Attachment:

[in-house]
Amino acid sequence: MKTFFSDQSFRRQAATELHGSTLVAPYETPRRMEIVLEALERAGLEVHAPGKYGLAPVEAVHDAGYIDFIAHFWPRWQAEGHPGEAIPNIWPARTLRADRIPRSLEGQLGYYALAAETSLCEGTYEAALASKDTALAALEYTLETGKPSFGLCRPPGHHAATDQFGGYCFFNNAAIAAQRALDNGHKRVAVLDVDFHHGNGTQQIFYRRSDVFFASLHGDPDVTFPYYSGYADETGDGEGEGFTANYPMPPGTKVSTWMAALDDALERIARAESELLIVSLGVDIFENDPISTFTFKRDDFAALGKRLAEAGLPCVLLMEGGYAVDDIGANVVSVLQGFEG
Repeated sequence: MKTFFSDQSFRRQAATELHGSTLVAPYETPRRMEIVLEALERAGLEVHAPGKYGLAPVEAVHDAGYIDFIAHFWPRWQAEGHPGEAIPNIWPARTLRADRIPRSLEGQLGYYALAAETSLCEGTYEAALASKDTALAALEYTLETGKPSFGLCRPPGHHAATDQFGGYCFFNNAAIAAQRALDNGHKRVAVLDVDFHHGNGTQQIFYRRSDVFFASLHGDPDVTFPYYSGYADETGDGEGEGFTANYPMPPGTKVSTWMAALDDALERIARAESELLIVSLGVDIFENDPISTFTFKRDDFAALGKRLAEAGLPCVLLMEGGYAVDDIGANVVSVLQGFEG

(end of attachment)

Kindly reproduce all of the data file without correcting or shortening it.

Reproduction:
[in-house]
Amino acid sequence: MKTFFSDQSFRRQAATELHGSTLVAPYETPRRMEIVLEALERAGLEVHAPGKYGLAPVEAVHDAGYIDFIAHFWPRWQAEGHPGEAIPNIWPARTLRADRIPRSLEGQLGYYALAAETSLCEGTYEAALASKDTALAALEYTLETGKPSFGLCRPPGHHAATDQFGGYCFFNNAAIAAQRALDNGHKRVAVLDVDFHHGNGTQQIFYRRSDVFFASLHGDPDVTFPYYSGYADETGDGEGEGFTANYPMPPGTKVSTWMAALDDALERIARAESELLIVSLGVDIFENDPISTFTFKRDDFAALGKRLAEAGLPCVLLMEGGYAVDDIGANVVSVLQGFEG
Repeated sequence: MKTFFSDQSFRRQAATELHGSTLVAPYETPRRMEIVLEALERAGLEVHAPGKYGLAPVEAVHDAGYIDFIAHFWPRWQAEGHPGEAIPNIWPARTLRADRIPRSLEGQLGYYALAAETSLCEGTYEAALASKDTALAALEYTLETGKPSFGLCRPPGHHAATDQFGGYCFFNNAAIAAQRALDNGHKRVAVLDVDFHHGNGTQQIFYRRSDVFFASLHGDPDVTFPYYSGYADETGDGEGEGFTANYPMPPGTKVSTWMAALDDALERIARAESELLIVSLGVDIFENDPISTFTFKRDDFAALGKRLAEAGLPCVLLMEGGYAVDDIGANVVSVLQGFEG